• each Border Gateway broadcast to neighbors (peers) entire path (i.e., sequence of AS’s) to destination

    • BGP routes to networks (ASs), not individual hosts

    • E.g., Gateway X may send its path to dest. Z:

      Path (X,Z) = X,Y1,Y2,Y3,…,Z

Network Layer


Internet inter-AS routing: BGP

Suppose: gateway X send its path to peer gateway W

  • W may or may not select path offered by X

    • cost, policy (don’t route via competitors AS), loop prevention reasons.

  • If W selects path advertised by X, then:

    Path (W,Z) = w, Path (X,Z)

  • Note: X can control incoming traffic by controlling it route advertisements to peers:

    • e.g., don’t want to route traffic to Z -> don’t advertise any routes to Z

Network Layer


BGP: controlling who routes to you

  • A,B,C are provider networks

  • X,W,Y are customer (of provider networks)

  • X is dual-homed: attached to two networks

    • X does not want to route from B via X to C

    • .. so X will not advertise to B a route to C

Network Layer


BGP: controlling who routes to you

  • A advertises to B the path AW

  • B advertises to X the path BAW

  • Should B advertise to C the path BAW?

    • No way! B gets no “revenue” for routing CBAW since neither W nor C are B’s customers

    • B wants to force C to route to w via A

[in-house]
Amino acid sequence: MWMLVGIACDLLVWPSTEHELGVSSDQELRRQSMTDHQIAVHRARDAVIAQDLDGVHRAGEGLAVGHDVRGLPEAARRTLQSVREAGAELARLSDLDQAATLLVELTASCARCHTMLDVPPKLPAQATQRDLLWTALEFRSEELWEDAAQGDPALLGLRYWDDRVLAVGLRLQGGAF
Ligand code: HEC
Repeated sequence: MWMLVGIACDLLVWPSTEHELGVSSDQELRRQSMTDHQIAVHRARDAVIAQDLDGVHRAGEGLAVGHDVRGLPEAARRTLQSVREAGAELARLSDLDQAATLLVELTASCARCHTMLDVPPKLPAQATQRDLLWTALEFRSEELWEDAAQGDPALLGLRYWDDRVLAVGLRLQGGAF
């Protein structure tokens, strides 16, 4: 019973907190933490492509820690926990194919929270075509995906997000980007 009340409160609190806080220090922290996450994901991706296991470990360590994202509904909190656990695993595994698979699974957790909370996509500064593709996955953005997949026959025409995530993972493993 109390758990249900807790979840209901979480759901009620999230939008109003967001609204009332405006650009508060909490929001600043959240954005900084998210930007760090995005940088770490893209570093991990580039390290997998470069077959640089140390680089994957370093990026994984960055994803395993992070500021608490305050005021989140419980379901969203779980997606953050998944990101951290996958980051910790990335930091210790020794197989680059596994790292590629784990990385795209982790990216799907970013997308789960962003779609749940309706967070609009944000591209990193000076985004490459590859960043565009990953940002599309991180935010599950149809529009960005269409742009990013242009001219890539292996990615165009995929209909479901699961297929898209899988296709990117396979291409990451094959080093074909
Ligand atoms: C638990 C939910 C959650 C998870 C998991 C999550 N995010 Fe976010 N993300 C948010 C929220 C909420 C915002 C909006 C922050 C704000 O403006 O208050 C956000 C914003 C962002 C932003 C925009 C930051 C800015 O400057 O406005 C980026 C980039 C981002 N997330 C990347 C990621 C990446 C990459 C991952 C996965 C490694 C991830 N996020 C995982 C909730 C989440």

• B wants to route only to/from its customers!

Network Layer


BGP operation

Q: What does a BGP router do?

  • Receiving and filtering route advertisements from directly attached neighbor(s).

  • Route selection.

    • To route to destination X, which path )of several advertised) will be taken?

  • Sending route advertisements to neighbors.

Network Layer


BGP messages

  • BGP messages exchanged using TCP.

  • BGP messages:

    • OPEN: opens TCP connection to peer and authenticates sender

    • UPDATE: advertises new path (or withdraws old)

    • KEEPALIVE keeps connection alive in absence of UPDATES; also ACKs OPEN request

    • NOTIFICATION: reports errors in previous msg; also used to close connection

Network Layer


Why different Intra- and Inter-AS routing ?

Policy:

  • Inter-AS: admin wants control over how its traffic routed, who routes through its net.

  • Intra-AS: single admin, so no policy decisions needed

    Scale:

  • hierarchical routing saves table size, reduced update traffic

    Performance:

  • Intra-AS: can focus on performance

  • Inter-AS: policy may dominate over performance

Network Layer


BGP fragility

  • BGP can contribute to lot of the routing instability in the internet

  • Interactions between IGPs & EGPs poorly understood (OSPF timeouts etc.)

  • Incorrect information being fed from an IGP to an EGP (and vice versa) can result in catastrophic meltdown

  • BGP route flaps and associated dampening introduces more complexity than before

  • A routing protocol that does not work in the simple case?!

Network Layer